SANTA CLARA, Calif.—Crown Bioscience, a wholly owned subsidiary of Crown Bioscience International and a global drug discovery and development services company providing translational platforms to advance oncology, inflammation cardiovascular and metabolic disease research, announced late last year the successful development of an enhanced method for preclinical obesity and type 2 diabetes studies in partnership with Data Sciences International (DSI).
According to Crown, its “clinically relevant models and DSI’s HD-XG implantable glucose device combine to create a superior approach to preclinical metabolic disease research.”
Recently published work in the Journal of Endocrinological Investigation and Scientific Reports demonstrates the advantages of a new method using DSI’s HD-XG implantable glucose device and Crown Bioscience’s models of spontaneous and diet-induced diabetes. The HD-XG device allows for continuous, long-term measurement of blood glucose, temperature and locomotor activity and eliminates stress inducing blood sampling that can inadvertently skew glucose levels and cause blood volume to decline. The published data reportedly support use of this method to thoroughly monitor glucose levels in Crown Bioscience’s clinically relevant models of human metabolic disease.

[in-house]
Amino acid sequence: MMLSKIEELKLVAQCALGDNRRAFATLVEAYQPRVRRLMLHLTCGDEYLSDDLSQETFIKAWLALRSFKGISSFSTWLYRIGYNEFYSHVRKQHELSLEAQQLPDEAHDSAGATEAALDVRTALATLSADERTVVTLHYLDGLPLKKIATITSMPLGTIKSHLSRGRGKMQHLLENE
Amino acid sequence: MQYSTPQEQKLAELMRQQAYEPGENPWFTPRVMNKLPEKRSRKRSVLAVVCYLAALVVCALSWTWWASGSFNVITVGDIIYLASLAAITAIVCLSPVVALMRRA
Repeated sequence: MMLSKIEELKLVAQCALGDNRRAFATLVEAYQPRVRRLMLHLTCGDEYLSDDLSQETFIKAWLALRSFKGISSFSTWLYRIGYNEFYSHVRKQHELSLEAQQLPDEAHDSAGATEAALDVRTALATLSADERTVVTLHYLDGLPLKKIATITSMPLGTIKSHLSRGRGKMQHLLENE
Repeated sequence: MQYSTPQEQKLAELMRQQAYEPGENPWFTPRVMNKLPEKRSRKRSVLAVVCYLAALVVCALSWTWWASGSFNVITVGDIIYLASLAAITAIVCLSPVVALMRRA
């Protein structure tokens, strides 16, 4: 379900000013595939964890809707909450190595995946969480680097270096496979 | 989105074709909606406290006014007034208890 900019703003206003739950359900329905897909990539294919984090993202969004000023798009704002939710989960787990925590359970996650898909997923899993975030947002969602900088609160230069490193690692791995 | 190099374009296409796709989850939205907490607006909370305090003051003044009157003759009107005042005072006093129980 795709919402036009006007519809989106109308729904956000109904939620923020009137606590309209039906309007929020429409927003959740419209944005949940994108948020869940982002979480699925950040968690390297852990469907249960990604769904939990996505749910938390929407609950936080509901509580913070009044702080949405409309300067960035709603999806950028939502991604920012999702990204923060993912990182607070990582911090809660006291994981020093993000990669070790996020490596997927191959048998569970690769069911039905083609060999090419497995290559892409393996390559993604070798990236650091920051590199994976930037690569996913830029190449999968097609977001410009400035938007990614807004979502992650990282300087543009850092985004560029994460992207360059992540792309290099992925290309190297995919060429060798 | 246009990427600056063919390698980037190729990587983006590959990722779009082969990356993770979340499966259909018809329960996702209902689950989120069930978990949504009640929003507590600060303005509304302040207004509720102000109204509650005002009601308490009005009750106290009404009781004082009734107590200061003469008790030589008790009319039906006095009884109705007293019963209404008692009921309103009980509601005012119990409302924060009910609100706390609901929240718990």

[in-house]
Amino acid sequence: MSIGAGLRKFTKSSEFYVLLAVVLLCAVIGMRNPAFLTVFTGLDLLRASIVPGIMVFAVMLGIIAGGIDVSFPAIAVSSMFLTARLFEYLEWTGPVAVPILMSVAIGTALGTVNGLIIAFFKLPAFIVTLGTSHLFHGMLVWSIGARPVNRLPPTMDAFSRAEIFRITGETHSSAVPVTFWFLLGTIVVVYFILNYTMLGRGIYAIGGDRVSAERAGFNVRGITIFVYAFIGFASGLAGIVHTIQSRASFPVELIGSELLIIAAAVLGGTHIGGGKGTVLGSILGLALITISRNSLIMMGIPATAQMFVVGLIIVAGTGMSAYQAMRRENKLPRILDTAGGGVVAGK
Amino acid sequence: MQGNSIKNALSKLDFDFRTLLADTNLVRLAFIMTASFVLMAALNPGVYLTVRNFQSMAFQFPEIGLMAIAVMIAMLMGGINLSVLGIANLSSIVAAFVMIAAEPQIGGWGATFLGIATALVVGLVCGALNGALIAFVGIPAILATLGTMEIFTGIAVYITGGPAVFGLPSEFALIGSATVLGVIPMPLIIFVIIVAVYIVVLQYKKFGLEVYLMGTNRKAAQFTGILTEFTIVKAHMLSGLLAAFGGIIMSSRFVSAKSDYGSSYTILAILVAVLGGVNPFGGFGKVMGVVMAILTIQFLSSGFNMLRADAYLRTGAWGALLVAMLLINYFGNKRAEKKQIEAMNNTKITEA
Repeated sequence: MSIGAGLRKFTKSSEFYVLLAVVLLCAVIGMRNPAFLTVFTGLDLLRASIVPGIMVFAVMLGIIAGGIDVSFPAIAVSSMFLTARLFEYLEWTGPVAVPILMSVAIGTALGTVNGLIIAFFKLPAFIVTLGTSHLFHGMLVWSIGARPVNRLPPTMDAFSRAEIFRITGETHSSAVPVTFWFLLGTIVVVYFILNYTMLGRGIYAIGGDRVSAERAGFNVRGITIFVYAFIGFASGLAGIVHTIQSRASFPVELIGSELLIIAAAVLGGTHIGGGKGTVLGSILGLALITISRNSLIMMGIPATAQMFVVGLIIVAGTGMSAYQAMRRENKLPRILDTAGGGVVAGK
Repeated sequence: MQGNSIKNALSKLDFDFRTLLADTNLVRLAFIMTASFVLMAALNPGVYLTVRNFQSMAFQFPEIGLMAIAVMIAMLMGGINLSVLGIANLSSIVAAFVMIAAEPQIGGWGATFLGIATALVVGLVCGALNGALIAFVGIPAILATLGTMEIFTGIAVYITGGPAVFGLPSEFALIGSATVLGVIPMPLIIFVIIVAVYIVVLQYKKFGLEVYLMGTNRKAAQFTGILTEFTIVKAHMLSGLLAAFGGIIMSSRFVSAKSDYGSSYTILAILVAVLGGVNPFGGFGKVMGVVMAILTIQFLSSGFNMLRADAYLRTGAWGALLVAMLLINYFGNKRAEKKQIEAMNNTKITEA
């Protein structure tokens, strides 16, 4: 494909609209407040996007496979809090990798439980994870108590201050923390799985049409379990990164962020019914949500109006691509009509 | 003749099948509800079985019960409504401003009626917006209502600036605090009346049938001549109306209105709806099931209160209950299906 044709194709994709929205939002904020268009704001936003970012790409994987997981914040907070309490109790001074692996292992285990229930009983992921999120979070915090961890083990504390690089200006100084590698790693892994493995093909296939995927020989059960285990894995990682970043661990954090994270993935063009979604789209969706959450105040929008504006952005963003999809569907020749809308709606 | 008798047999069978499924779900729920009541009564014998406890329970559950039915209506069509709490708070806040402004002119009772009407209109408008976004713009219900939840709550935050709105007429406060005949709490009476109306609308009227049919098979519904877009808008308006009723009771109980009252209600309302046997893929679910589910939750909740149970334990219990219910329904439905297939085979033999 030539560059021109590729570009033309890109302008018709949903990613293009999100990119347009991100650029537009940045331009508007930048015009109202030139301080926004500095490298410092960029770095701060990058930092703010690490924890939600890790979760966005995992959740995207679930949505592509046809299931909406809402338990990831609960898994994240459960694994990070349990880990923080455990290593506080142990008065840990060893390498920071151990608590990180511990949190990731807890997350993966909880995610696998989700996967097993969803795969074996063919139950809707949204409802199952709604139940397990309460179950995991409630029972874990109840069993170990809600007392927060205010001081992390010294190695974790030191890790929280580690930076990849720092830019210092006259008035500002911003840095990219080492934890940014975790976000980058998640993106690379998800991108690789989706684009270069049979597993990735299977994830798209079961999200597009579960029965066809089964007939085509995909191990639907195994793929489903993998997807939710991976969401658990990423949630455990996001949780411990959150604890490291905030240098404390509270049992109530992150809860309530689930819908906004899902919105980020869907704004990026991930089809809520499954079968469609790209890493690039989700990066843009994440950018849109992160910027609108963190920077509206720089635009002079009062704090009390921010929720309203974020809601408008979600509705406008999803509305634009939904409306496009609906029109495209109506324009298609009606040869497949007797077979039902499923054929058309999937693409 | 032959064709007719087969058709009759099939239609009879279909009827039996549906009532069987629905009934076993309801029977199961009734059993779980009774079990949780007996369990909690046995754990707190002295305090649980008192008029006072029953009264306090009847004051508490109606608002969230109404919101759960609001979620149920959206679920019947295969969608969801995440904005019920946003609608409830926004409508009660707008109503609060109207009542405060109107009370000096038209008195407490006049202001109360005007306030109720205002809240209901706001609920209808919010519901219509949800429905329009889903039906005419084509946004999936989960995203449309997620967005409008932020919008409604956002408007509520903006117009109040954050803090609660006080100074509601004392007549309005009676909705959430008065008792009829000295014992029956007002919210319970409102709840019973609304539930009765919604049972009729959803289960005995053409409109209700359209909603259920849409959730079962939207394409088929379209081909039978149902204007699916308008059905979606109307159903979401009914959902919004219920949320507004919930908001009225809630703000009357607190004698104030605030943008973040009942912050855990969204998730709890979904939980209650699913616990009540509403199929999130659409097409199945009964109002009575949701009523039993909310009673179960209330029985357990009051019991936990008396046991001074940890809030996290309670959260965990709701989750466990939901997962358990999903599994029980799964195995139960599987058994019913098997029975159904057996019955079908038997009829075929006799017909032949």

“We are excited to provide researchers with this powerful new method to advance preclinical obesity and diabetes programs,” said Dr. Jim Wang, Crown Bioscience’s senior vice president for cardiovascular and metabolic diseases research. “By leveraging Crown Bioscience’s models to recapitulate human metabolic disease and DSI’s HD-XG device to reliably investigate changes in blood glucose, researchers can gain unprecedented insight into the pathophysiology of metabolic diseases and the pharmacology of related investigational compounds.”
“We are pleased to collaborate with CrownBio to further promote the adoption of continuous glucose telemetry in research studies,” said Eric Rieux, vice president of global sales and marketing at DSI. “We share a common goal of helping scientists better understand blood glucose levels, and ultimately develop better drugs, devices and therapies for humans.”